Five and a Hundred

Commentary – Recovering the purpose and productive capacity of capital to overcome the crisis.

By Luigino Bruni

Published in Avvenire on April 04, 2013

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Crises, especially deep rooted and severe ones,  cause a loss of productive capacity in the economy and civil society, inhibiting the ability to create true economic, civil, political, cultural and scientific value; society unable to distinguish what is truly valuable. At the heart of the evolution of economies and civilizations is the following rule: when the productive power of society reaches its peak, its ability to continue to create ceases.  An economy's continued successes eventually extinguish societies' hopes and dynamism, which are both necessary for economic growth.

History and today's emerging economies confirm this rule. China – where I am now –, the Philippines and Brazil are booming thanks to their civic engagement and their desire and drive, socially and individually,  to develop. In fact, in these countries you can feel that the people, particularly children and the poor, live lives full of joy.

Moral and spiritual resources are not inherently renewable and society consumes them; sooner or later they run out. It's a ruthless yet indispensable process that forces some people and countries to get off while allowing others to get on the merry-go-round of wealth and prosperity. When the economy is expanding, civil and economic forces guarantee that capital (stock) serves to create income (flow): farms, houses, real-estates, savings and shares are used to ramp up the income from labor (salaries) and business (profit). Capital is important in this phase as long as it creates more income and is reinvested in development and for the common good.

Hope is the virtue which guides this period of growth. It allows us to consider capital (real and financial) an instrument, the fruitful talents that one should put to work, that makes stocks the means to produce flows. Our hope in the future product of the investment, which is worth “five”, makes it more valuable than the existing capital, which is worth “a hundred”. In fact, the flow, income, represents the productive capacity of an individual or their company. Good wheat will not usually accumulate in the granary. Similarly, there is an essential difference between farmers and mercenaries, investments and mere accumulation, entrepreneurs, who promote growth, and speculators, who spawn decline.

People are happy and fruitful when wealth produces income, while miserable and barren when it is accumulated for it's own sake. In Latin cultures representations of working tools, children and fertile crops (Campania felix) have symbolized happiness (felicitas). In both past and present, children have been symbols of happiness and fertility for families and peoples. The art of great cultures has usually chosen greedy characters, not poor ones, as the main icons of unhappiness. Misers are rich yet miserable since they cannot partake in the joy of creation while protecting their possessions; they are like capital sent (deported) to fiscal paradises (tax havens).

Businesses, economic systems and civilizations decline when the goal of production and capital becomes merely a means to increase capital. When this happens, fear replaces hope, wheat fills up barns instead of sustaining workers, and workers are ignored by the system. In economic terms, crises start when income (flows) serves only to create capital (stocks), while profit and salaries are saved rather than reinvested. Thus, entrepreneurs, who successfully started the growth of these economic and civil cycles, become speculators. They gather together in social classes and work primarily to maintain their previously acquired wealth and privileges. During the phase of happiness, trust and cooperation prevail, inspiring people to work together in new ventures. When the decline begins, suspicion spreads, colleagues become rivals and everyone focuses on protecting their own slice of revenue from others, potential thieves. Deteriorating social relationships increase distrust as the others (not us) are considered dishonest tax evaders; their wealth is a risk to ours. However, when economy is doing well “the market teaches us to treat the wealth and richness of others with respect” (John Stuart Mill, 1848). The creation of new pies are important, not the slice size of the old ones. In Italy the situation is even worse. A Sicilian entrepreneur once said to me: “We are able to fight over pies that we'll never make”.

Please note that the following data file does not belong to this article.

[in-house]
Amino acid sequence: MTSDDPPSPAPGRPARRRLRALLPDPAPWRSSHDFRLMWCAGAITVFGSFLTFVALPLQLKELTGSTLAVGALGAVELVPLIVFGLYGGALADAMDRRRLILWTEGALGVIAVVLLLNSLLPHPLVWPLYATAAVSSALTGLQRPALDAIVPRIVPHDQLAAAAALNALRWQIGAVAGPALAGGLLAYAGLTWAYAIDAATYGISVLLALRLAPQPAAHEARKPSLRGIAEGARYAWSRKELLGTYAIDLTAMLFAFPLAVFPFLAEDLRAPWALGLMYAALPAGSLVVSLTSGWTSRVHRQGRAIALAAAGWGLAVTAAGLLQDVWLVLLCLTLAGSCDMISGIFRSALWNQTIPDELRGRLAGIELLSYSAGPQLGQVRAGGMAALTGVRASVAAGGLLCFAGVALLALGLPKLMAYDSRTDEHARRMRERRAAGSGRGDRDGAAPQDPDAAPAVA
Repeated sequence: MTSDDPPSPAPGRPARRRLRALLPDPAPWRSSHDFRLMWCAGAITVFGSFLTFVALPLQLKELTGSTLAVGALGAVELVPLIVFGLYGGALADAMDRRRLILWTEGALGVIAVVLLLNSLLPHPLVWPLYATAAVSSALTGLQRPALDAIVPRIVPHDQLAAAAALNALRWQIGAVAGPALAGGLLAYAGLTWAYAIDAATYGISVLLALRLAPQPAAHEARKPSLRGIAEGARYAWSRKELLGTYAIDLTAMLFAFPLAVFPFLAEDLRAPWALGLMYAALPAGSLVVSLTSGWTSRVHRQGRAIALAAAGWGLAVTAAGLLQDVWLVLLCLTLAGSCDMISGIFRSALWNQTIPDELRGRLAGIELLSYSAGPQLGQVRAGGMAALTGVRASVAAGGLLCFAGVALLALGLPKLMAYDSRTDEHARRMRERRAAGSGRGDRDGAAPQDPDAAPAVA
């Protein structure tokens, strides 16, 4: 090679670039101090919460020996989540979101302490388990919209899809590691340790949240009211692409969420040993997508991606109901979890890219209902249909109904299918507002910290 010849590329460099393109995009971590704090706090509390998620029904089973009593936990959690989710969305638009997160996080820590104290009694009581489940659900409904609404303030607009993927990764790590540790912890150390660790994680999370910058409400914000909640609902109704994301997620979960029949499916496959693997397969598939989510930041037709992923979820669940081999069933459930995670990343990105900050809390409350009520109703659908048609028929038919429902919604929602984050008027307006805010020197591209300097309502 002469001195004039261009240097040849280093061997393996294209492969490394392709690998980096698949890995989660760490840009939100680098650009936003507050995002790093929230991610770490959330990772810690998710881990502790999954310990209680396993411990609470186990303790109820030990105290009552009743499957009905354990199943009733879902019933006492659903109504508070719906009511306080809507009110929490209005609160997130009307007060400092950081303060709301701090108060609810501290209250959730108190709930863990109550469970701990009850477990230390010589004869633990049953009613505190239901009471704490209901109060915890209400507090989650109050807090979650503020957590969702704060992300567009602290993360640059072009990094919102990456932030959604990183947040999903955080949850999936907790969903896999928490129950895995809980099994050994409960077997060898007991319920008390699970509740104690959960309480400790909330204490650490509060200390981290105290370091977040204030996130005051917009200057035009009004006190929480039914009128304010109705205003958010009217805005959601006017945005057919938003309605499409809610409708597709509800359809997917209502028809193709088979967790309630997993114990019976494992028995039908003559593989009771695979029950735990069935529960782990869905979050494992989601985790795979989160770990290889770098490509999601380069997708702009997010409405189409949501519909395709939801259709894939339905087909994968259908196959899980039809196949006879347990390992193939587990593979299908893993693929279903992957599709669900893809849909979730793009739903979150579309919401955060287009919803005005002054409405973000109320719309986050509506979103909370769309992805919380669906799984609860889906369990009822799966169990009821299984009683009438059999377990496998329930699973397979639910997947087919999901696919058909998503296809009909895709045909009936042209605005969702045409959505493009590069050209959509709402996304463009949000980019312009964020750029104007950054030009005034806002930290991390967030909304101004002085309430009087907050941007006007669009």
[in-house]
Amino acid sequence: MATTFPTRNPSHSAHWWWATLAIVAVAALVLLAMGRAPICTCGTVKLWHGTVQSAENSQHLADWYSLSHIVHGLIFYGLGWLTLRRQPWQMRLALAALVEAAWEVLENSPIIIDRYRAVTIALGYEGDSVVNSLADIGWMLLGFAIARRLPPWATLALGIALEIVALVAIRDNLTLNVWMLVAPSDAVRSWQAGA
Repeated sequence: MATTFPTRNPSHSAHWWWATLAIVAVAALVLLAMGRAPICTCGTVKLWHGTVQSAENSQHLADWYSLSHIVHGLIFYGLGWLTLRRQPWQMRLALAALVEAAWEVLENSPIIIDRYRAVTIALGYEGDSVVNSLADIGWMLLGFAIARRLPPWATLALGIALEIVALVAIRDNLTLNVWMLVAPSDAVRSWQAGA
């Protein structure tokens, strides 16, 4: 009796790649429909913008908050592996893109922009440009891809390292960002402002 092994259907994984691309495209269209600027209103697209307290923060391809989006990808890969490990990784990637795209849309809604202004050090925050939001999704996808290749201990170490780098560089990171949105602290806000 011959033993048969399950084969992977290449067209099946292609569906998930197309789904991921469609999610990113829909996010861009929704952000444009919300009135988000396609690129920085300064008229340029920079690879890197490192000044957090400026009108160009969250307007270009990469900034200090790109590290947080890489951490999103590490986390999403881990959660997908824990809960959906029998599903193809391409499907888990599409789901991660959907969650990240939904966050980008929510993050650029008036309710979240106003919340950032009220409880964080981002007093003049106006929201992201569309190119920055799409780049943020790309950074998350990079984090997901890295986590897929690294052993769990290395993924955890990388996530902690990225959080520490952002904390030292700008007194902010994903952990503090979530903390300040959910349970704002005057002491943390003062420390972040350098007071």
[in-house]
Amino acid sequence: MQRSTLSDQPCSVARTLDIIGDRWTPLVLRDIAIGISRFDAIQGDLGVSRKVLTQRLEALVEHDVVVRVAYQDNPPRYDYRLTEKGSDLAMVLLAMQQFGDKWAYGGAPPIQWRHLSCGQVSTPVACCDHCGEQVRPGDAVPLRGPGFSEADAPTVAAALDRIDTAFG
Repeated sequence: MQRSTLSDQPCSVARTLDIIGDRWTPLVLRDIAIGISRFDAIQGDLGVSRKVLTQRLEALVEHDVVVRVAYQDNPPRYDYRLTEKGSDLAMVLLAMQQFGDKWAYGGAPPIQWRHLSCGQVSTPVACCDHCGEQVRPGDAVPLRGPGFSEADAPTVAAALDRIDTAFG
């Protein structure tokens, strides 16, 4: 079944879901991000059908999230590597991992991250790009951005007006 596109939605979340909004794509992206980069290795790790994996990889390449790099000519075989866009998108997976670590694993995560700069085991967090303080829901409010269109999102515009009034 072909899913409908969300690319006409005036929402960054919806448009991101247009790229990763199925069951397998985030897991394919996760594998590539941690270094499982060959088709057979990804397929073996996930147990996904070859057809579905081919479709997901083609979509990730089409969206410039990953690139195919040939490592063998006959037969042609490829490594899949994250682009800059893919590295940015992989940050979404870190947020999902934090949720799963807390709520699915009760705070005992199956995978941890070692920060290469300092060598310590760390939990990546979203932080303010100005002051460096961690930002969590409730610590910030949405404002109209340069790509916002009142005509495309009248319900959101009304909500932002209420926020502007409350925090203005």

Our crisis reveals that we are destroying the civil and religious capital that fostered the miraculous economic and social development of the past decades. A new economic, civil and moral miracle is necessary. After the Second World War, our parents and grandparents made bricks from the ruins and rebuilt their houses; this reaction to the inhuman bloodshed of war,  became the cornerstone of Europe's new community. Today we too are called on to build a better world and must gather the necessary resources from the ruins to build new houses and a new eco-nomy. Although our debris aren't made of cement and dust, this crisis ravages houses, factories, churches; it claims new victims while creating heroes and resistance movements. In other words, to find the necessary resources to make bricks out of the rubble, we must dig deep; the best stones aren't on the surface. We must dig down to those buried stones, which are ignored – like our communitarian nature –, that are usually regarded as stumbling blocks and thrown away. It is essential that we save these stones and make them the cornerstones of our new homes, economy and labor market.

Further commentaries by Luigino Bruni in Avvenire are available through the Avvenire Editorial menu.

Translated by Cristian Sebok

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